Is the LGBTQ+ movement an elitist club?

Where are the missing colours in the rainbow, asks Yogesh Pawar

Is the LGBTQ+ movement an elitist club?

Bharati Torne is 20. This Dalit resident of the Pant Nagar neighbourhood of Mumbai's Ghatkopar suburb pursues BCom in a college across the railway tracks was attracted to women from Class VIII but felt conflicted and confused till she finally got intimate with an older woman for four years. After this neighbour moved to Hyderabad, she began “going steady” with another partner she met on social media.

“Though I can't have an open relationship because my conventional family won't accept, I understand being lesbian is normal after attending the Kashish film festival for two years with my partner where they screened several lesbian-themed films.”

She attended the Pride march last year but is unsure she will this year. The recent violence at Bhima-Koregaon, off Pune, on January 1 and the protest shutdown in its aftermath have left Dalit families like hers angry and vulnerable. After all among those picked up is Bharati's elder brother Ramesh, the family's main breadwinner. “Like my late father, he too is a conservancy worker. He's in jail. We worry he'll lose his municipal job.”

Accused of “voluntarily causing grievous harm to a public servant on duty” - a charge that can attract a 10-year jail term, Bharati's family has only meet Ramesh twice at Arthur Road jail. “My sister-in-law who works as a maid in a few houses to supplement the family income is a Class X drop-out and my mother can't read or write. Jail cops or lawyer I accompany them everywhere and haven't been attending college,” she says clearly overwhelmed with the crisis and points out how “attending the Pride will not be possible.”

When asked about her partner of two years, the tears she was fighting back, flow freely. “We met over tea at Wadala this week. When I told her everything she just became aloof and quiet. Now she's not even responding to calls and texted me to sort my problems out and not bother her,” she weeps and adds, “I'm only asking her to be there for me. After all my education and even being able to speak a smattering of English, I now realise I'll never be fully acceptable to someone like her once they know of my caste and circumstance.” After trying her best to fit it in what she calls, “the English speaking, westernised, largely upper caste milieu,” she says she is now uncomfortable about going to LGBTQIA events any more.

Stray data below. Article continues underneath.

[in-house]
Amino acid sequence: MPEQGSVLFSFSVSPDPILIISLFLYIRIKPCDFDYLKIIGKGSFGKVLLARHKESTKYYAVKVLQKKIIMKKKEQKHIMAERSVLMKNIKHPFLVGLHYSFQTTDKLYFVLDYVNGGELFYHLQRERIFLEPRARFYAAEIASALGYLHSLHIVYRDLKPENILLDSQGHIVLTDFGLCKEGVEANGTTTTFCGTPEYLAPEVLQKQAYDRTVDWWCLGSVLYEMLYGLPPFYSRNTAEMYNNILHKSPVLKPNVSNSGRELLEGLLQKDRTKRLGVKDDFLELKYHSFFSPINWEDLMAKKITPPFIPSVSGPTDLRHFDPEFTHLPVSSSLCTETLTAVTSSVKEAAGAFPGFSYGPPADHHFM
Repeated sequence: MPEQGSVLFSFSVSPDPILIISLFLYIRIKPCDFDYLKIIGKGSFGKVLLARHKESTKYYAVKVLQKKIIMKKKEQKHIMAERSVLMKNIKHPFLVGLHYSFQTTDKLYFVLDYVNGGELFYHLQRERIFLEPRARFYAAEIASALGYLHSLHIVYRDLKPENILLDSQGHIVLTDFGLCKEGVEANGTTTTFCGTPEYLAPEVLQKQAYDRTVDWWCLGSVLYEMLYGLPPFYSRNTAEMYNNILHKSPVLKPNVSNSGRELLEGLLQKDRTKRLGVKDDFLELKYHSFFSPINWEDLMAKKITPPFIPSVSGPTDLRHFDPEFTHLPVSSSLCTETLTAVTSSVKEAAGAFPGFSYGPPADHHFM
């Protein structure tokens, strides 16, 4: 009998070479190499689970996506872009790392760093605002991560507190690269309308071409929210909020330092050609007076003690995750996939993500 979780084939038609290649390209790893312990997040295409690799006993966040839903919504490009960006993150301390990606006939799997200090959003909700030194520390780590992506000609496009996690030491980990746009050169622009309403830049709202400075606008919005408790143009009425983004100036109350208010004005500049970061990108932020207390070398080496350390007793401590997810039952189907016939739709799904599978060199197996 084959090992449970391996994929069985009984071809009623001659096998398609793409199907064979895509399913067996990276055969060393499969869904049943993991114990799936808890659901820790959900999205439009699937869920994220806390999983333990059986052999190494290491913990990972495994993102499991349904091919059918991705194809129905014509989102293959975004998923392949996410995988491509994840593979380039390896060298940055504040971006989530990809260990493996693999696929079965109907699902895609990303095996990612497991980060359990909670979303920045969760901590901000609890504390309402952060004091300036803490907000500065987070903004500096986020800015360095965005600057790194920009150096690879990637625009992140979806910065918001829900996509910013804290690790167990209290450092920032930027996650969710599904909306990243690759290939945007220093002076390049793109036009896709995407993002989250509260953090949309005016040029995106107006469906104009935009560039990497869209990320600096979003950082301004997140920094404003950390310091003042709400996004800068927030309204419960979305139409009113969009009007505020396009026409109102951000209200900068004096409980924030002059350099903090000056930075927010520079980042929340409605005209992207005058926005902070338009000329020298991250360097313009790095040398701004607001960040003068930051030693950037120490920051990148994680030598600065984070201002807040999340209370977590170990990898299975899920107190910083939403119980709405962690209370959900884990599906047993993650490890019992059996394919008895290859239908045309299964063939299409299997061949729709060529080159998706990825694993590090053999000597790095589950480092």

Bharati is not alone. Many in the LGBTQIA community which celebrates sexual diversity and gender variance and fights sexual orientation-based discrimination itself, question its own often not-so-subtle discrimination on the basis of caste, class, region and language. At a time when the community sees a ray of hope in the Supreme Court's relook at its criminalising consensual gay sex (to rid the community of fear, harassment and blackmail under IPC Section 377), polarisations on caste, class, gender, language, region, religion and food habits given the current socio-political climate of the country, have made intersectionalities sharper.

Kolkatan sociologist and cultural historian Meghna Kashyap (herself openly bisexual) says, “The rainbow community should develop a sociological framework to locate gendered power relations and oppression within structures of caste and class domination, inequality and social stratification,” and adds, “Critical sociological understanding of social relations and structural differences need to be built. Such a framework grounded in theories of socio-cultural subordination could explore complex and dynamic interconnections between caste, class and patriarchy.”

Others like Dr Shaileshkumar Darokar Associate Professor Centre for Study of Social Exclusion & Inclusive Policies, TISS say the root of the problem is the deeply embedded sense of domination–subordination that Indians as a society are socialised into from early childhood. “So while we believe and talk of equality as a norm, we create convenient inconsistencies to continue our behaviour. The extent to which discrimination is graded and broken down in India is unique to this land. The LGBTQIA community is no stranger to such thought.”

Like him, intersex and gender-queer equal rights activist Gopi Shankar Madurai who is on the executive board of the International Lesbian, Gay, Bisexual, Trans and Intersex Association, Asia feels, “The elitist stranglehold on the movement is doing it much harm. Very often in the interest of a united front these elitist groups misguidedly subsume diversities and seek to make them invisible by manufacturing a homogeneity. This goes against the principle of individual integrity that the Constitution promises us under Article 21.”

This view is at variance with that of Bindumadhav Khire the Pune-based gay rights and AIDS activist whose organisation Samapathik Trust has been working with sexual minorities for over a decade. “I think it is too early to bring up intersectionality for the LGBTQIA movement. The fledgling movement will splinter further and won't be able to put up a united front which is the bigger need of the hour,” he cautions.

Deepa(k) Garudi a transgender sex worker from the Maharashtra-Karnataka border town of Nippani has an interesting take on this. This 27-year-old member of the Mang community says, “I am sure the nationalists who oppose the celebration of Bhima-Koregaon which let reins of India slip into British hands feel the same way. But what if the discriminatory injustice we face and our fight against it go beyond the concept of a nation-state?”

It seems the jury will be out on that question for a long, long time.